Food borne disease cost Belize $6.2 million annually
Friday, August 29th, 2014
The effects of Acute Gastroenteritis Illnesses (AGI) commonly referred to as the stomach flu and other food-borne diseases cost the public health sector an estimated $6.2 million annually. That was the result of the Burden of Illness (BOI) report that was released on Monday, August 25th, following research that was conducted during two specific periods. The research had the input of the Ministry of Health, the Pan American Health Organization (PAHO) office in Belize and the Caribbean Public Health Agency (CARPHA).
According to the release, the survey was launched in September 2012 and was aimed at investigating and estimating the proportion of the population suffering from stomach flu and other food borne diseases, at a specific time period. In addition, it also focused on estimating the economic burden the disease has on the public health system in Belize.
According to the report, a total of 3,110 households were sampled countrywide and a total of 2901 questionnaires were filled with a response rate of 93.6%. The study shows that 7.1% of those households reported stomach flu during the sample period of September to October 2012, which is considered the low season, and the period of April to May 2013, which is considered the high season.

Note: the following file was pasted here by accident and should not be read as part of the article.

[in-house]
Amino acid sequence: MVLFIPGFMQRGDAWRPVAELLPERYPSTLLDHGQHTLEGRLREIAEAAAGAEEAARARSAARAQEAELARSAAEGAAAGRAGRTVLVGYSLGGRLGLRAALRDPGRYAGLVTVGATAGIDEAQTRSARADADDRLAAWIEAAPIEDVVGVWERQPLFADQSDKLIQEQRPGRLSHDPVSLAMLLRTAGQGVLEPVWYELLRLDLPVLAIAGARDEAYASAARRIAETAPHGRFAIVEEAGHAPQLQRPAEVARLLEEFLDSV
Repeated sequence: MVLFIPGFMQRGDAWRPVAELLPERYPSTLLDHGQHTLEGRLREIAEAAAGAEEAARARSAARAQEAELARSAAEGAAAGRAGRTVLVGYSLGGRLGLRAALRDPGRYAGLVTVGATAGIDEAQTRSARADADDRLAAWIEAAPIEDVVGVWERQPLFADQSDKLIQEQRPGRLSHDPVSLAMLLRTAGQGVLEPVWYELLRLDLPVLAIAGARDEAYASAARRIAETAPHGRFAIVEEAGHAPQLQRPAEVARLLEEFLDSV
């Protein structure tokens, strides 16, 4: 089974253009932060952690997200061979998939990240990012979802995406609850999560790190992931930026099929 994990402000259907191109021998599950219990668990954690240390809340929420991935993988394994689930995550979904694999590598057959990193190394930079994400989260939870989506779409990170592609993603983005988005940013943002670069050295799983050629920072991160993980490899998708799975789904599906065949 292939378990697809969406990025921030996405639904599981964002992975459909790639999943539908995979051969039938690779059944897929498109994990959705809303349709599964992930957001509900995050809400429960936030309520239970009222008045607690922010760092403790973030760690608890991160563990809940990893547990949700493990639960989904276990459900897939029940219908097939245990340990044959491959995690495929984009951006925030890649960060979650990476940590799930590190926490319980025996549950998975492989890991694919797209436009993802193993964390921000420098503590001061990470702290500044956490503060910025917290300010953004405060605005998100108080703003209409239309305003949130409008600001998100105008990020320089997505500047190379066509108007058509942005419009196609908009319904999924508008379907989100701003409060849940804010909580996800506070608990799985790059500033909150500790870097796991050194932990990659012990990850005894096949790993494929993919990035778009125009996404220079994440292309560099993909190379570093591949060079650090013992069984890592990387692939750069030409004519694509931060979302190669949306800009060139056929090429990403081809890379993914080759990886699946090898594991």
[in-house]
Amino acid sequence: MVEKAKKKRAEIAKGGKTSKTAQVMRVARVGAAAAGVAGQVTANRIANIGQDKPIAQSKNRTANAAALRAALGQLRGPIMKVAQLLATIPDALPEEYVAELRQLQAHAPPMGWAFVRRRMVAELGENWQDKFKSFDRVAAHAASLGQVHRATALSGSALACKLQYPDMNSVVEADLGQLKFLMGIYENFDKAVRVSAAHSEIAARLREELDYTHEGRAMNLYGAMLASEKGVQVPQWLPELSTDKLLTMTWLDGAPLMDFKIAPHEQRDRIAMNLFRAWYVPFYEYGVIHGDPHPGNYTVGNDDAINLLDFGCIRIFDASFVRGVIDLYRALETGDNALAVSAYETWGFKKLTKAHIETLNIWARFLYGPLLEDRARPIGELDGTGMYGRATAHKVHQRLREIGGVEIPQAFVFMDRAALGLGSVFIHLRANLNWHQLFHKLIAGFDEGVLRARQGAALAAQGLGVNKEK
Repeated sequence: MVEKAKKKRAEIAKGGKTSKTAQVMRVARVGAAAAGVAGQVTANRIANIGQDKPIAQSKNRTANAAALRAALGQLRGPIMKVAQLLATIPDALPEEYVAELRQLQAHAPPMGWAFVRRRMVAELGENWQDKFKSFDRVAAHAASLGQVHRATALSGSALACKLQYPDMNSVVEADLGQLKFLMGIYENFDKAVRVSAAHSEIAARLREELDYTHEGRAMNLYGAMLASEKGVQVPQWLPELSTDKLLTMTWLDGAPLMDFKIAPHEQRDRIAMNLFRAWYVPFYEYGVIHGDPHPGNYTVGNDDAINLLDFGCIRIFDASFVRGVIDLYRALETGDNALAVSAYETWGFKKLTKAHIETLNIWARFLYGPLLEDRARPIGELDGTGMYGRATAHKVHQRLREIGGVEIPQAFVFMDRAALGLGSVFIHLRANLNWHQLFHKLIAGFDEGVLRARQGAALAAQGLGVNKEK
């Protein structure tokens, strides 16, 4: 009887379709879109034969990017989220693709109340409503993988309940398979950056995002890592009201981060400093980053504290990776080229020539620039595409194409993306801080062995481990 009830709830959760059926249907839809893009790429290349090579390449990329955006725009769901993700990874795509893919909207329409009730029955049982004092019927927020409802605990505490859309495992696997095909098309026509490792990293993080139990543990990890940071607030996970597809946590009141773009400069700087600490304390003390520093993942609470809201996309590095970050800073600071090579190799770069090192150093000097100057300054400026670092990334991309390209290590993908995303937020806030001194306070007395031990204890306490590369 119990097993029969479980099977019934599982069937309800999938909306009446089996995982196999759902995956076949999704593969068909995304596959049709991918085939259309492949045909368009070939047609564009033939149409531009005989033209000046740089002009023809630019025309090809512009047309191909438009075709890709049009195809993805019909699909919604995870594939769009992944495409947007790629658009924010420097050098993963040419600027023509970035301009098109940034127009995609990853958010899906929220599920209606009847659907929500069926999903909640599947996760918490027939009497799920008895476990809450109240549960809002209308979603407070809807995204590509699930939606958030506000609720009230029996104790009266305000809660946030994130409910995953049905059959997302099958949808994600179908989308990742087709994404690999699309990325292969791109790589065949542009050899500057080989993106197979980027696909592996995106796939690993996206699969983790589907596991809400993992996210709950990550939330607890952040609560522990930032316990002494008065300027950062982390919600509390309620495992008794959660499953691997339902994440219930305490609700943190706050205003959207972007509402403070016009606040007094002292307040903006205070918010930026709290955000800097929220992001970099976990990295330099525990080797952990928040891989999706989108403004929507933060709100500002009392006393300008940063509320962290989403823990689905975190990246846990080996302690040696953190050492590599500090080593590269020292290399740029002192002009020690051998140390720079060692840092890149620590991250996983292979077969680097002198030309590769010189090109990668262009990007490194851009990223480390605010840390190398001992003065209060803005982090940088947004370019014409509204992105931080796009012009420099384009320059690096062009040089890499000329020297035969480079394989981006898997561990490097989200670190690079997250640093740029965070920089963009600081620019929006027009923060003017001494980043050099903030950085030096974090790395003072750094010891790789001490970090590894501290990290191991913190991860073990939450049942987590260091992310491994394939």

From the results, the study shows that the highest number of cases was reported in the Cayo District followed by the Belize District. “The burden of AGI on the public health system was estimated at BZ$6.2 million annually, taking into consideration basic medical services, supplies and hospitalization, as well as working days lost, and the need for caregiver services,” explained the release.
So what were the main causes of the stomach flu? The release stated, “The predominant biological agents contributing to the disease and other related illnesses over the study period were parasites; however, the highest burden was found for Rotavirus (Rotavirus is the most common cause of diarrhea in infants and children worldwide) infections.” Food-borne infections are linked to a significant number of illnesses and deaths worldwide. Studies have shown that 70% of diarrheal diseases are food-borne. Research also shows that cases are not reported to the health system.
The Ministry of Health indicated that the results of the survey provides evidence that the estimated health burden of AGI and other food borne diseases are significantly higher than what is reported to their Ministry. The release ends by indicating that the Ministry of Health will use the results to target interventions in food safety and implement improvements in underreporting cases at the laboratory level.
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